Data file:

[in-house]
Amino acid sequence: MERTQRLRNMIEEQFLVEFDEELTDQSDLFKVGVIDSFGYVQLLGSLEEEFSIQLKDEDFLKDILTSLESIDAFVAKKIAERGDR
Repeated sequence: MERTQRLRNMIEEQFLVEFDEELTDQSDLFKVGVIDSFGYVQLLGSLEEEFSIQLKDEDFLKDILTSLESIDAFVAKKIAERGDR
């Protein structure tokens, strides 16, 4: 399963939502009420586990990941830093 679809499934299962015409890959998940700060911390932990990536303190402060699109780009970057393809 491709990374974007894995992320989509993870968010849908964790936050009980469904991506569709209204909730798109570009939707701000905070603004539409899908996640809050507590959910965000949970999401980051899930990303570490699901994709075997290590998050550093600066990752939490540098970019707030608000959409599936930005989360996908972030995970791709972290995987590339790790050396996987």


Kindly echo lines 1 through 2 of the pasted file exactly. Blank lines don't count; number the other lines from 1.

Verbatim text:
[in-house]
Amino acid sequence: MERTQRLRNMIEEQFLVEFDEELTDQSDLFKVGVIDSFGYVQLLGSLEEEFSIQLKDEDFLKDILTSLESIDAFVAKKIAERGDR